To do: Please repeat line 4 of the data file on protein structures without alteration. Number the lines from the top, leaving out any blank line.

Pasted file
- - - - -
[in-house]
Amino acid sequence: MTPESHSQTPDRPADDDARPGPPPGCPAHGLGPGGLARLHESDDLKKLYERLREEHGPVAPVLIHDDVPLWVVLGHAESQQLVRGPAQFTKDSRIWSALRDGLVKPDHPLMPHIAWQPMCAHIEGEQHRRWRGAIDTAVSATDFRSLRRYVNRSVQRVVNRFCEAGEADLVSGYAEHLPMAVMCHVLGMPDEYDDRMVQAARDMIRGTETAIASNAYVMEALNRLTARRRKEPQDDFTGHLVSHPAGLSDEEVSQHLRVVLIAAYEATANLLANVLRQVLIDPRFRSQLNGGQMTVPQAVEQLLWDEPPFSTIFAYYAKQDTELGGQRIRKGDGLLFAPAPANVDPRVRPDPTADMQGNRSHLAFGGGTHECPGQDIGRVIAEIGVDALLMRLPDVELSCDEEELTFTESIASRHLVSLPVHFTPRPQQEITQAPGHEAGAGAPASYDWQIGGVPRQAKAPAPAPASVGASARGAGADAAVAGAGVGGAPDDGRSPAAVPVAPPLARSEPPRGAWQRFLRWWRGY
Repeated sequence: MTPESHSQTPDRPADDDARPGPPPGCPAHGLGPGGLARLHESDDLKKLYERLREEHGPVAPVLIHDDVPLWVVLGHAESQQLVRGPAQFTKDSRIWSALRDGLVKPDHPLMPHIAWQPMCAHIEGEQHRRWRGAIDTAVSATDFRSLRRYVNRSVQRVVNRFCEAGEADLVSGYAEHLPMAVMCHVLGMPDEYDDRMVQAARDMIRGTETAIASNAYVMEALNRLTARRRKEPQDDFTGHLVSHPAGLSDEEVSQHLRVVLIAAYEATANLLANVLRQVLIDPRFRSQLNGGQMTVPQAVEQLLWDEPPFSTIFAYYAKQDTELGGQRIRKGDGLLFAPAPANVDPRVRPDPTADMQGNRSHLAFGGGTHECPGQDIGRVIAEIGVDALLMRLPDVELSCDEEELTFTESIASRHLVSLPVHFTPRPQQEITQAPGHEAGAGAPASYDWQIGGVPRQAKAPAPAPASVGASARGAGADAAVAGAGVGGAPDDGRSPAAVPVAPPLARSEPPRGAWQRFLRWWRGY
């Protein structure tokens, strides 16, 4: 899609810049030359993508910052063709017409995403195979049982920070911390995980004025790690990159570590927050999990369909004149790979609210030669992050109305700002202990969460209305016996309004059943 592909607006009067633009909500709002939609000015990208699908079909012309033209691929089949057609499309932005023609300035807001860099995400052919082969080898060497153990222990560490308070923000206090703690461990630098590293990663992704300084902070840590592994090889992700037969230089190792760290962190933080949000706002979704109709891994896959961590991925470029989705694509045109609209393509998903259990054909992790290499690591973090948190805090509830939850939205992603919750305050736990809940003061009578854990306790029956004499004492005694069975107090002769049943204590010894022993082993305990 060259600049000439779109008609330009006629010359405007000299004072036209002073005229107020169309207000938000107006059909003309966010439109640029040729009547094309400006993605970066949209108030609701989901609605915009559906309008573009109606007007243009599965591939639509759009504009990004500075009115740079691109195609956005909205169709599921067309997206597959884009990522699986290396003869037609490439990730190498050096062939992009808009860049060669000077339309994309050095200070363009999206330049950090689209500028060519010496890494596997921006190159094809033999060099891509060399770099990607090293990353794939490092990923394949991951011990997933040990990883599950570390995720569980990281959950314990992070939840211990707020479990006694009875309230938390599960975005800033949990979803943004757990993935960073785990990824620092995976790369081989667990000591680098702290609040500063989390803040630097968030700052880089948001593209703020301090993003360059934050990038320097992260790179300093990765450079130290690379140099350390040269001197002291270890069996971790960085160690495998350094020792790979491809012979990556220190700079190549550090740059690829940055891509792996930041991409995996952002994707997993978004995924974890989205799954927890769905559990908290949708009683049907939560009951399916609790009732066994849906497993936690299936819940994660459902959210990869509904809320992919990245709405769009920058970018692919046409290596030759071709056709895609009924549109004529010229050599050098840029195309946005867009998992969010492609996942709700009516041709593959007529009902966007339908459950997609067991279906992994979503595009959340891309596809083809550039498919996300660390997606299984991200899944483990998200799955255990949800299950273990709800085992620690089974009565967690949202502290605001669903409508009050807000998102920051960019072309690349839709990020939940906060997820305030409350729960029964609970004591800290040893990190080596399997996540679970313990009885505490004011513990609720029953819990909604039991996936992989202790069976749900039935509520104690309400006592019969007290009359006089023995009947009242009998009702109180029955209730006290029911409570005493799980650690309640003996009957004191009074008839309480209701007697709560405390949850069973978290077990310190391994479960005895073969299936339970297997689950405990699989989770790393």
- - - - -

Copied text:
């Protein structure tokens, strides 16, 4: 899609810049030359993508910052063709017409995403195979049982920070911390995980004025790690990159570590927050999990369909004149790979609210030669992050109305700002202990969460209305016996309004059943 592909607006009067633009909500709002939609000015990208699908079909012309033209691929089949057609499309932005023609300035807001860099995400052919082969080898060497153990222990560490308070923000206090703690461990630098590293990663992704300084902070840590592994090889992700037969230089190792760290962190933080949000706002979704109709891994896959961590991925470029989705694509045109609209393509998903259990054909992790290499690591973090948190805090509830939850939205992603919750305050736990809940003061009578854990306790029956004499004492005694069975107090002769049943204590010894022993082993305990 060259600049000439779109008609330009006629010359405007000299004072036209002073005229107020169309207000938000107006059909003309966010439109640029040729009547094309400006993605970066949209108030609701989901609605915009559906309008573009109606007007243009599965591939639509759009504009990004500075009115740079691109195609956005909205169709599921067309997206597959884009990522699986290396003869037609490439990730190498050096062939992009808009860049060669000077339309994309050095200070363009999206330049950090689209500028060519010496890494596997921006190159094809033999060099891509060399770099990607090293990353794939490092990923394949991951011990997933040990990883599950570390995720569980990281959950314990992070939840211990707020479990006694009875309230938390599960975005800033949990979803943004757990993935960073785990990824620092995976790369081989667990000591680098702290609040500063989390803040630097968030700052880089948001593209703020301090993003360059934050990038320097992260790179300093990765450079130290690379140099350390040269001197002291270890069996971790960085160690495998350094020792790979491809012979990556220190700079190549550090740059690829940055891509792996930041991409995996952002994707997993978004995924974890989205799954927890769905559990908290949708009683049907939560009951399916609790009732066994849906497993936690299936819940994660459902959210990869509904809320992919990245709405769009920058970018692919046409290596030759071709056709895609009924549109004529010229050599050098840029195309946005867009998992969010492609996942709700009516041709593959007529009902966007339908459950997609067991279906992994979503595009959340891309596809083809550039498919996300660390997606299984991200899944483990998200799955255990949800299950273990709800085992620690089974009565967690949202502290605001669903409508009050807000998102920051960019072309690349839709990020939940906060997820305030409350729960029964609970004591800290040893990190080596399997996540679970313990009885505490004011513990609720029953819990909604039991996936992989202790069976749900039935509520104690309400006592019969007290009359006089023995009947009242009998009702109180029955209730006290029911409570005493799980650690309640003996009957004191009074008839309480209701007697709560405390949850069973978290077990310190391994479960005895073969299936339970297997689950405990699989989770790393």